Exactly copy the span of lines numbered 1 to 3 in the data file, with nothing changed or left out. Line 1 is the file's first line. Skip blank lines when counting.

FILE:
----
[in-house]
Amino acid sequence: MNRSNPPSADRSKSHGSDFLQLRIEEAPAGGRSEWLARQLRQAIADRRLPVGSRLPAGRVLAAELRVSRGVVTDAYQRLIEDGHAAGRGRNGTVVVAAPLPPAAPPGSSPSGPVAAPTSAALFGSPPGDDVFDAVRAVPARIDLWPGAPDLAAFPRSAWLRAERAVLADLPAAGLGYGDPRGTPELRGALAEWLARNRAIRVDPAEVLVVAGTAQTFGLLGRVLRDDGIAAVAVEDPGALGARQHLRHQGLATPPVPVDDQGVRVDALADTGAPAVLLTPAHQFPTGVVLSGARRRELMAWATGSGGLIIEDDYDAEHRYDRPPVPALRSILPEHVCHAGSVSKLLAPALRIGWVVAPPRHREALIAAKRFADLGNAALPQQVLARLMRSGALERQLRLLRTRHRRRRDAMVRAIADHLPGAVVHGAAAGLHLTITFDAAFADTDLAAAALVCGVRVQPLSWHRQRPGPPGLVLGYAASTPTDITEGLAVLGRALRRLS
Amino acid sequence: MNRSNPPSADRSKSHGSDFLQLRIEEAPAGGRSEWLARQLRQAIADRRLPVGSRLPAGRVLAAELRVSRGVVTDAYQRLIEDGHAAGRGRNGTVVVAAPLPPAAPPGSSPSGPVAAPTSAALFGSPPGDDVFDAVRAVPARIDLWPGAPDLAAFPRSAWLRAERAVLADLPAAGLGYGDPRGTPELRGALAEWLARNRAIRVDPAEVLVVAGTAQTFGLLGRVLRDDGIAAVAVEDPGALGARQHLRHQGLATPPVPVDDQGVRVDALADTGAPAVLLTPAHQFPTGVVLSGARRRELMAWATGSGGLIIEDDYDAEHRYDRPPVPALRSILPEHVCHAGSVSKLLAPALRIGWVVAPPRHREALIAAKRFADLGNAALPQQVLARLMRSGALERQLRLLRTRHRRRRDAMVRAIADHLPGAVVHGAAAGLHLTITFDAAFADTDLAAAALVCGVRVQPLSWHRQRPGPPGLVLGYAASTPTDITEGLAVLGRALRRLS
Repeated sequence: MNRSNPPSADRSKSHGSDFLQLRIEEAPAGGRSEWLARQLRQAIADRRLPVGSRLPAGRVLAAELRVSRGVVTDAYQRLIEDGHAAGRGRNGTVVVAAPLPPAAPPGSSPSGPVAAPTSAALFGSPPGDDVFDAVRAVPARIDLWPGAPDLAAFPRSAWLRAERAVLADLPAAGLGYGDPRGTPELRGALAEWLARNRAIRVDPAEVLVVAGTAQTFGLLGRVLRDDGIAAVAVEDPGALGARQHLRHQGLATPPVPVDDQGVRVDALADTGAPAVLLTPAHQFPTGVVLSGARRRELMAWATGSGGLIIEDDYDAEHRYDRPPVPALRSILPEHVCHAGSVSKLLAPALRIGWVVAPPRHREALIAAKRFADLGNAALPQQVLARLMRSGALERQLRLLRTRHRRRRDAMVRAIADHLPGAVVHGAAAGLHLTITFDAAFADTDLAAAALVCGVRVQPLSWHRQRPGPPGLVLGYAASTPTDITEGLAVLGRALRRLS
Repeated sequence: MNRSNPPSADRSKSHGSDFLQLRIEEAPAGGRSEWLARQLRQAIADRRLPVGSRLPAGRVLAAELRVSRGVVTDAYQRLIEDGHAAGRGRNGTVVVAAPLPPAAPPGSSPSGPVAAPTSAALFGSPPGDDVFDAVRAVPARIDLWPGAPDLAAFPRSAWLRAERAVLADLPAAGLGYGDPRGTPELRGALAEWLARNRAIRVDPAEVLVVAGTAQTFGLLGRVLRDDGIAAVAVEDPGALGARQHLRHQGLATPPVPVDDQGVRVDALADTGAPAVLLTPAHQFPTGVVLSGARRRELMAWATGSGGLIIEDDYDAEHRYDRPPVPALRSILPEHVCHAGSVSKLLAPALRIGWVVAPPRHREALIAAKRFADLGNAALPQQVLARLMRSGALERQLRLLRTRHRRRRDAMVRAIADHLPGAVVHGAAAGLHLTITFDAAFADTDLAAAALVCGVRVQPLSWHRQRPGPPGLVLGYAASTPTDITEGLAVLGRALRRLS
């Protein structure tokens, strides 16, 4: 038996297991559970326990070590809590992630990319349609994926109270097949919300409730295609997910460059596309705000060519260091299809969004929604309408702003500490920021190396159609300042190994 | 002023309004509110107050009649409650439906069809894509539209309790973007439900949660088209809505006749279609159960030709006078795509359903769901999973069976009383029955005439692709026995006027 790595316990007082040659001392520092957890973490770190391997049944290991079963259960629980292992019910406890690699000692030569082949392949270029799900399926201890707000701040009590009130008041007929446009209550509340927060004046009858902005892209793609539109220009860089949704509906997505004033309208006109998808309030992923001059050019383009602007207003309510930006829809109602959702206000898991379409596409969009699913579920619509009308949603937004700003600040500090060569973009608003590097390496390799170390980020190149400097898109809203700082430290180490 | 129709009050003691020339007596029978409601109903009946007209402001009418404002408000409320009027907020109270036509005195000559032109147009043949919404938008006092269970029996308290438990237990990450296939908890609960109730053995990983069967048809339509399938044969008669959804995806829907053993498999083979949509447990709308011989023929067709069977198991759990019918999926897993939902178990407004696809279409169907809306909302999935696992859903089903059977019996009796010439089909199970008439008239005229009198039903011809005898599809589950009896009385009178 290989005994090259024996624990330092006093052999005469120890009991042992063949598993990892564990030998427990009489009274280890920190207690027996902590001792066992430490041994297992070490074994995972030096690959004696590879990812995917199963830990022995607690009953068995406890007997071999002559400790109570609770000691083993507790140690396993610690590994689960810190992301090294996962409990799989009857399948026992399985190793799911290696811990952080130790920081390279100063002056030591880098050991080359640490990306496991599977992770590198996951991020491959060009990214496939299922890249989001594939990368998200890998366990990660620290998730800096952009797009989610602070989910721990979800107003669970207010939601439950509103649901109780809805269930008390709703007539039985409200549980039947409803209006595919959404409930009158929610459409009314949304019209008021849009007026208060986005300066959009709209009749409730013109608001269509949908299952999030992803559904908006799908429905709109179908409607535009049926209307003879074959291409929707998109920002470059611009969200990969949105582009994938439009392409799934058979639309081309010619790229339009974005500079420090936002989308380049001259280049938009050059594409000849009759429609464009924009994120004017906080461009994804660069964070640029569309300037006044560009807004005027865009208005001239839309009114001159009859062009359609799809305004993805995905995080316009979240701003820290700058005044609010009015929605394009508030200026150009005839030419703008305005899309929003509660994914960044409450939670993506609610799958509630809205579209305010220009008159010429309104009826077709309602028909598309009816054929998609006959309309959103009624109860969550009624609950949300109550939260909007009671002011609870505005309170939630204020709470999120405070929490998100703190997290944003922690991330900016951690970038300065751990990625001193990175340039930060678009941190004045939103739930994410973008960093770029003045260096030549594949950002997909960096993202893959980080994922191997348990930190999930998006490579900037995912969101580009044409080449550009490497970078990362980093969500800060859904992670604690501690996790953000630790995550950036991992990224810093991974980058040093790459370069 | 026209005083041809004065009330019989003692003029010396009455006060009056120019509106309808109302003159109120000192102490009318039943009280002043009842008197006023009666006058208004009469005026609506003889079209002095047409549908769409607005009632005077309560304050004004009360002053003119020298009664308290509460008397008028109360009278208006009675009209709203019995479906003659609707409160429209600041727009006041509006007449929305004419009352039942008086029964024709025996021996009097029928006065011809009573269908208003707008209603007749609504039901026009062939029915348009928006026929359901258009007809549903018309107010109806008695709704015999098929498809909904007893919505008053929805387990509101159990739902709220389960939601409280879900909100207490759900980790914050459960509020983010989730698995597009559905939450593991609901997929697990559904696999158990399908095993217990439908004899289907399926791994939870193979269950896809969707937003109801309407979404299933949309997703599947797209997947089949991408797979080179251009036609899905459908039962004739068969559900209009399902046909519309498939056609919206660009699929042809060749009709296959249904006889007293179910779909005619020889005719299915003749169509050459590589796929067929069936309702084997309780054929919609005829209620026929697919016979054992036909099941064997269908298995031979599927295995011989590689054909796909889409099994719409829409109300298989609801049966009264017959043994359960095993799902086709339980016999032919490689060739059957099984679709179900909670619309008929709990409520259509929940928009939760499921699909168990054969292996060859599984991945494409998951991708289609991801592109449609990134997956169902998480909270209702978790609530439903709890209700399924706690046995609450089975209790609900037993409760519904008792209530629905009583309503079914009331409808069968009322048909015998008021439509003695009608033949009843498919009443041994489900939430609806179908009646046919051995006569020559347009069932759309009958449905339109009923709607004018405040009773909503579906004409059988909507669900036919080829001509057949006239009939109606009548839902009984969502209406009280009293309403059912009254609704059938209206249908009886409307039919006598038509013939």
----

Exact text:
[in-house]
Amino acid sequence: MNRSNPPSADRSKSHGSDFLQLRIEEAPAGGRSEWLARQLRQAIADRRLPVGSRLPAGRVLAAELRVSRGVVTDAYQRLIEDGHAAGRGRNGTVVVAAPLPPAAPPGSSPSGPVAAPTSAALFGSPPGDDVFDAVRAVPARIDLWPGAPDLAAFPRSAWLRAERAVLADLPAAGLGYGDPRGTPELRGALAEWLARNRAIRVDPAEVLVVAGTAQTFGLLGRVLRDDGIAAVAVEDPGALGARQHLRHQGLATPPVPVDDQGVRVDALADTGAPAVLLTPAHQFPTGVVLSGARRRELMAWATGSGGLIIEDDYDAEHRYDRPPVPALRSILPEHVCHAGSVSKLLAPALRIGWVVAPPRHREALIAAKRFADLGNAALPQQVLARLMRSGALERQLRLLRTRHRRRRDAMVRAIADHLPGAVVHGAAAGLHLTITFDAAFADTDLAAAALVCGVRVQPLSWHRQRPGPPGLVLGYAASTPTDITEGLAVLGRALRRLS
Amino acid sequence: MNRSNPPSADRSKSHGSDFLQLRIEEAPAGGRSEWLARQLRQAIADRRLPVGSRLPAGRVLAAELRVSRGVVTDAYQRLIEDGHAAGRGRNGTVVVAAPLPPAAPPGSSPSGPVAAPTSAALFGSPPGDDVFDAVRAVPARIDLWPGAPDLAAFPRSAWLRAERAVLADLPAAGLGYGDPRGTPELRGALAEWLARNRAIRVDPAEVLVVAGTAQTFGLLGRVLRDDGIAAVAVEDPGALGARQHLRHQGLATPPVPVDDQGVRVDALADTGAPAVLLTPAHQFPTGVVLSGARRRELMAWATGSGGLIIEDDYDAEHRYDRPPVPALRSILPEHVCHAGSVSKLLAPALRIGWVVAPPRHREALIAAKRFADLGNAALPQQVLARLMRSGALERQLRLLRTRHRRRRDAMVRAIADHLPGAVVHGAAAGLHLTITFDAAFADTDLAAAALVCGVRVQPLSWHRQRPGPPGLVLGYAASTPTDITEGLAVLGRALRRLS